If you’re selling something, you’re going to meet the gatekeeper at some point – and that person can make or break your chances of actually landing the sale. Who is the gatekeeper? It’s the person at the other end of the phone who has the power to decide whether or not to forward your call to the person who actually has the ability to make a buying decision.
At some point in the sales process, every sales person needs to talk directly to the customer, of course. Your company might make some indirect sales and inbound techniques to draw customers in, but the real sales still come from you having a direct conversation with your customer. Sounds simple enough – until you meet the gatekeeper.
The Gatekeeper Problem
Whether you are cold calling a client, or reaching out to someone you know for sure is interested in your product, you’re probably going to meet the gatekeeper. The gatekeeper will most likely be your target’s PA or secretary. Part of their job is making sure only really important calls get put through to their boss – and convincing them that your call is important can be quite the challenge. Or perhaps you’ve found yourself trying to use the switchboard, and found out that it’s company policy not to forward your call.
Whatever the case, if you want to make the sale you’re going to need some tactics up your sleeve to get past the gatekeeper.
Change Your Target
Sometimes the best way to get past the gatekeeper is simply to change your target. If you’re aiming for someone who is in upper management, for example, getting past the gatekeeper takes more work. So why not aim for a more junior person within your target’s team? A more junior staff member might not have decision making power, but they do have a direct line to your target and will listen to and understand your offer.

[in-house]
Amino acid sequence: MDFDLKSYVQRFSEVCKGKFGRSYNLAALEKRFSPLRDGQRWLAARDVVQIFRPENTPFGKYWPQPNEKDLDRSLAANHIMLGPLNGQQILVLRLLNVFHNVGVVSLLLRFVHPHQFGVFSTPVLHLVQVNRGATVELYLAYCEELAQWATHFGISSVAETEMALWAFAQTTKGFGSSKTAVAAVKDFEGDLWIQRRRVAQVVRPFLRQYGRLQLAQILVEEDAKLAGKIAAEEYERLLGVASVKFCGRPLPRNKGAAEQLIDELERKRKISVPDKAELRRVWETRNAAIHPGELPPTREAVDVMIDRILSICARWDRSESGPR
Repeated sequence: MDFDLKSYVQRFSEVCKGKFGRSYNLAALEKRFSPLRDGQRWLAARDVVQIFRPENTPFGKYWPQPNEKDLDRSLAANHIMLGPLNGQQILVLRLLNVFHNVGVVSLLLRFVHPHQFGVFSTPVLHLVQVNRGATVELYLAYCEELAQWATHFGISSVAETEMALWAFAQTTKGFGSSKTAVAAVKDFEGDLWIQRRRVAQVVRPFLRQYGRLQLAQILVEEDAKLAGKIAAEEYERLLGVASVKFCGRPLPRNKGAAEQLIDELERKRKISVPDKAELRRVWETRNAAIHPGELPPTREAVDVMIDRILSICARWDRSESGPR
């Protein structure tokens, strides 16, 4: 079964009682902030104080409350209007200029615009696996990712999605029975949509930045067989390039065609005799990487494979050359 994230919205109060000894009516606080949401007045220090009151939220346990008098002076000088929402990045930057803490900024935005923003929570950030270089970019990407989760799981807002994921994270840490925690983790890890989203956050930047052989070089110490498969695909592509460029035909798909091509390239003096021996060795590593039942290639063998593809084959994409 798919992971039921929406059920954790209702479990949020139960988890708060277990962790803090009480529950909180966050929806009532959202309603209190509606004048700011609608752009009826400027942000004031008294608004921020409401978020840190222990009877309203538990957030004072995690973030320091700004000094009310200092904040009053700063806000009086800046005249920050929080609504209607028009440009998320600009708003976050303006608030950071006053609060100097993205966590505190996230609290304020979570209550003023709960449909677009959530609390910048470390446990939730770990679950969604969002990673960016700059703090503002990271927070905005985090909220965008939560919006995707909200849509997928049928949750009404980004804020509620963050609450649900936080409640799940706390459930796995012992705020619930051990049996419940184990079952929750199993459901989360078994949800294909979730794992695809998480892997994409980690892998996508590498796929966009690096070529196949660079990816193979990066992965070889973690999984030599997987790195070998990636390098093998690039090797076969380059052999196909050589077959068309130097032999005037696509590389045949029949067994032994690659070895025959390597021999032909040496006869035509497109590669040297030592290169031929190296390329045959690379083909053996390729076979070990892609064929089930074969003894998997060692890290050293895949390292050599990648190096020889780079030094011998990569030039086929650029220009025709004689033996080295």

If that doesn’t work, you can also try aiming higher. If your target is in middle management, you might find they act as something of a gatekeeper themselves! Aim for the highest person you can. They might tell you to pitch a middle manager, but this time you’ll be doing it with their say so, which gives you added authority.
Talk To The End User
Another tactic you can try is to focus on reaching the end user of your product or service, even if that person isn’t the budget holder or decision maker. The end user knows what problems he is facing – and he can easily be shown how your product will solve those problems for him.
His manager (ie the budget holder) might believe everything is fine and there’s no need to invest in a new product. But the end user, the person in the trenches so to speak, knows the truth. That means he can approach his manager and persuade them of the need for your product. Hearing it from someone in the organization who knows their job inside out is a compelling recommendation.
Get Specific When You Call